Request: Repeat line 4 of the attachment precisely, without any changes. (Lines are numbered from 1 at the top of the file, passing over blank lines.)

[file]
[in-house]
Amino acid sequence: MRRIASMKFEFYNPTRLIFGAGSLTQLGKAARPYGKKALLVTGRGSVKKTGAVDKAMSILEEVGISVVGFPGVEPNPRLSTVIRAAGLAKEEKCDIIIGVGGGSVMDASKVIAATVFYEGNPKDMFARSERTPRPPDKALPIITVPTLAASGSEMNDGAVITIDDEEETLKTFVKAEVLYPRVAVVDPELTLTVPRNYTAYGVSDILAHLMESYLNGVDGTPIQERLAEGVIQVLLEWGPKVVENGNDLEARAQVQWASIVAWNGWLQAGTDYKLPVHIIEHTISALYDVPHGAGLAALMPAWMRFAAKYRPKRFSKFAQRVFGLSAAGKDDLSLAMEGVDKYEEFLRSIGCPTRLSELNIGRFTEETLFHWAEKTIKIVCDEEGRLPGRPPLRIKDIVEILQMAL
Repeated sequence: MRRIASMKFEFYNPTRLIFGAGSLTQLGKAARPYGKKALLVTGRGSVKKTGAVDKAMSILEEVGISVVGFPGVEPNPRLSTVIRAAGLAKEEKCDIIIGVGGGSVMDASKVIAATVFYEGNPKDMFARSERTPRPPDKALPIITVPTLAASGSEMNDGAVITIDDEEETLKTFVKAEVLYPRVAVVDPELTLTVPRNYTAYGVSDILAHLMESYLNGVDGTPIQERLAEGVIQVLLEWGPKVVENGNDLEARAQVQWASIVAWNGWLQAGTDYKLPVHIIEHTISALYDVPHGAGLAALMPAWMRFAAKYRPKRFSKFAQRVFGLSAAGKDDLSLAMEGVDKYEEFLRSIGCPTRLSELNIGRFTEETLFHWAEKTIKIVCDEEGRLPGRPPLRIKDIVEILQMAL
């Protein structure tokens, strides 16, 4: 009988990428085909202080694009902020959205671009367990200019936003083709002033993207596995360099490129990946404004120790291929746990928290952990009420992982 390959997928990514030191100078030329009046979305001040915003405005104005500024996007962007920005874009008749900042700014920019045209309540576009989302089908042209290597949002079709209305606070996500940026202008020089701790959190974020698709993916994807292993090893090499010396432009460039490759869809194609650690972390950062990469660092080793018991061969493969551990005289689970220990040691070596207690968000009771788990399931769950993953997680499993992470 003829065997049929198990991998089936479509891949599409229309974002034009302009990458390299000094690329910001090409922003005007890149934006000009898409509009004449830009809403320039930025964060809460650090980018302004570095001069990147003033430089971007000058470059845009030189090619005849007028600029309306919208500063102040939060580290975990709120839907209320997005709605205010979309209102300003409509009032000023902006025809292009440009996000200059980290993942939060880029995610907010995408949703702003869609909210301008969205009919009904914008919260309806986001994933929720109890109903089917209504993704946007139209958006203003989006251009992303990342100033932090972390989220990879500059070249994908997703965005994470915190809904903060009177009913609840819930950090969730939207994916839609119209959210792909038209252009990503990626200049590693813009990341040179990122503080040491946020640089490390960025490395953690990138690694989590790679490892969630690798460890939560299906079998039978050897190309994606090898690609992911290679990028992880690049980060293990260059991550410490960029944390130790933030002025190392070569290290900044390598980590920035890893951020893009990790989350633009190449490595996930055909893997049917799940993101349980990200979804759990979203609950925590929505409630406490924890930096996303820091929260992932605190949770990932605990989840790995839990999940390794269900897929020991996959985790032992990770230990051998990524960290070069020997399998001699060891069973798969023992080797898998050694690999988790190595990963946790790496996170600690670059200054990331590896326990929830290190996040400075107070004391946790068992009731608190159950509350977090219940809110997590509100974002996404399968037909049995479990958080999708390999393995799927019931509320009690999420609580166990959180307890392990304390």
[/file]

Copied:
């Protein structure tokens, strides 16, 4: 009988990428085909202080694009902020959205671009367990200019936003083709002033993207596995360099490129990946404004120790291929746990928290952990009420992982 390959997928990514030191100078030329009046979305001040915003405005104005500024996007962007920005874009008749900042700014920019045209309540576009989302089908042209290597949002079709209305606070996500940026202008020089701790959190974020698709993916994807292993090893090499010396432009460039490759869809194609650690972390950062990469660092080793018991061969493969551990005289689970220990040691070596207690968000009771788990399931769950993953997680499993992470 003829065997049929198990991998089936479509891949599409229309974002034009302009990458390299000094690329910001090409922003005007890149934006000009898409509009004449830009809403320039930025964060809460650090980018302004570095001069990147003033430089971007000058470059845009030189090619005849007028600029309306919208500063102040939060580290975990709120839907209320997005709605205010979309209102300003409509009032000023902006025809292009440009996000200059980290993942939060880029995610907010995408949703702003869609909210301008969205009919009904914008919260309806986001994933929720109890109903089917209504993704946007139209958006203003989006251009992303990342100033932090972390989220990879500059070249994908997703965005994470915190809904903060009177009913609840819930950090969730939207994916839609119209959210792909038209252009990503990626200049590693813009990341040179990122503080040491946020640089490390960025490395953690990138690694989590790679490892969630690798460890939560299906079998039978050897190309994606090898690609992911290679990028992880690049980060293990260059991550410490960029944390130790933030002025190392070569290290900044390598980590920035890893951020893009990790989350633009190449490595996930055909893997049917799940993101349980990200979804759990979203609950925590929505409630406490924890930096996303820091929260992932605190949770990932605990989840790995839990999940390794269900897929020991996959985790032992990770230990051998990524960290070069020997399998001699060891069973798969023992080797898998050694690999988790190595990963946790790496996170600690670059200054990331590896326990929830290190996040400075107070004391946790068992009731608190159950509350977090219940809110997590509100974002996404399968037909049995479990958080999708390999393995799927019931509320009690999420609580166990959180307890392990304390």